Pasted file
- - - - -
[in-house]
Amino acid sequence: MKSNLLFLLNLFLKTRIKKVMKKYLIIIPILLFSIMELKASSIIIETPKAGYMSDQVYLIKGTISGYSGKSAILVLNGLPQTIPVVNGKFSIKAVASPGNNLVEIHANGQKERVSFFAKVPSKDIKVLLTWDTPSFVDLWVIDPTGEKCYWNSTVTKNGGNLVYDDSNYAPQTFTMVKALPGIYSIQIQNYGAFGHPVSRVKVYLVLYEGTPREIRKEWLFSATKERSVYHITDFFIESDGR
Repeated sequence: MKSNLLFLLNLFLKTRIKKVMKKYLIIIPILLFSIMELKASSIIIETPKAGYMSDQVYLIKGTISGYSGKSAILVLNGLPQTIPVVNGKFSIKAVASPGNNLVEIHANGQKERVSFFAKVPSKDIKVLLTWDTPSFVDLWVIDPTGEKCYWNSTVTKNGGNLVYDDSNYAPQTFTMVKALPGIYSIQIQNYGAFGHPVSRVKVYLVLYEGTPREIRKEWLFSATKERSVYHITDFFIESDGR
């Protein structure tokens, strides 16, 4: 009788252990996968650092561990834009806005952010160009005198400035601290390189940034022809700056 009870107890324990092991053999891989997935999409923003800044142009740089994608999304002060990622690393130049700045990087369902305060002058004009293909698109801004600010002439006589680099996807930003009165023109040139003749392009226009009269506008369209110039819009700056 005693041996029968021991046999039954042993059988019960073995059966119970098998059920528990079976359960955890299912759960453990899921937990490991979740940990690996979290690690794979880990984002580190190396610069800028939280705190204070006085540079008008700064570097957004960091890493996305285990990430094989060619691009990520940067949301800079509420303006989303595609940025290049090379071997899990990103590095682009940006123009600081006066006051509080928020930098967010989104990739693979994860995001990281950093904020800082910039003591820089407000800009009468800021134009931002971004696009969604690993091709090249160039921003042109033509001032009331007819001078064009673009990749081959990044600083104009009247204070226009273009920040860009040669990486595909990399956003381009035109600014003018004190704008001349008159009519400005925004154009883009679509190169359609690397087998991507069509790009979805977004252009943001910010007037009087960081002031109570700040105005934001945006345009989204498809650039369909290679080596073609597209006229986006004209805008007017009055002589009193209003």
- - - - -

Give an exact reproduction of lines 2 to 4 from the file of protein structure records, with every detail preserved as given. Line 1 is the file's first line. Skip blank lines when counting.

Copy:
Amino acid sequence: MKSNLLFLLNLFLKTRIKKVMKKYLIIIPILLFSIMELKASSIIIETPKAGYMSDQVYLIKGTISGYSGKSAILVLNGLPQTIPVVNGKFSIKAVASPGNNLVEIHANGQKERVSFFAKVPSKDIKVLLTWDTPSFVDLWVIDPTGEKCYWNSTVTKNGGNLVYDDSNYAPQTFTMVKALPGIYSIQIQNYGAFGHPVSRVKVYLVLYEGTPREIRKEWLFSATKERSVYHITDFFIESDGR
Repeated sequence: MKSNLLFLLNLFLKTRIKKVMKKYLIIIPILLFSIMELKASSIIIETPKAGYMSDQVYLIKGTISGYSGKSAILVLNGLPQTIPVVNGKFSIKAVASPGNNLVEIHANGQKERVSFFAKVPSKDIKVLLTWDTPSFVDLWVIDPTGEKCYWNSTVTKNGGNLVYDDSNYAPQTFTMVKALPGIYSIQIQNYGAFGHPVSRVKVYLVLYEGTPREIRKEWLFSATKERSVYHITDFFIESDGR
């Protein structure tokens, strides 16, 4: 009788252990996968650092561990834009806005952010160009005198400035601290390189940034022809700056 009870107890324990092991053999891989997935999409923003800044142009740089994608999304002060990622690393130049700045990087369902305060002058004009293909698109801004600010002439006589680099996807930003009165023109040139003749392009226009009269506008369209110039819009700056 005693041996029968021991046999039954042993059988019960073995059966119970098998059920528990079976359960955890299912759960453990899921937990490991979740940990690996979290690690794979880990984002580190190396610069800028939280705190204070006085540079008008700064570097957004960091890493996305285990990430094989060619691009990520940067949301800079509420303006989303595609940025290049090379071997899990990103590095682009940006123009600081006066006051509080928020930098967010989104990739693979994860995001990281950093904020800082910039003591820089407000800009009468800021134009931002971004696009969604690993091709090249160039921003042109033509001032009331007819001078064009673009990749081959990044600083104009009247204070226009273009920040860009040669990486595909990399956003381009035109600014003018004190704008001349008159009519400005925004154009883009679509190169359609690397087998991507069509790009979805977004252009943001910010007037009087960081002031109570700040105005934001945006345009989204498809650039369909290679080596073609597209006229986006004209805008007017009055002589009193209003």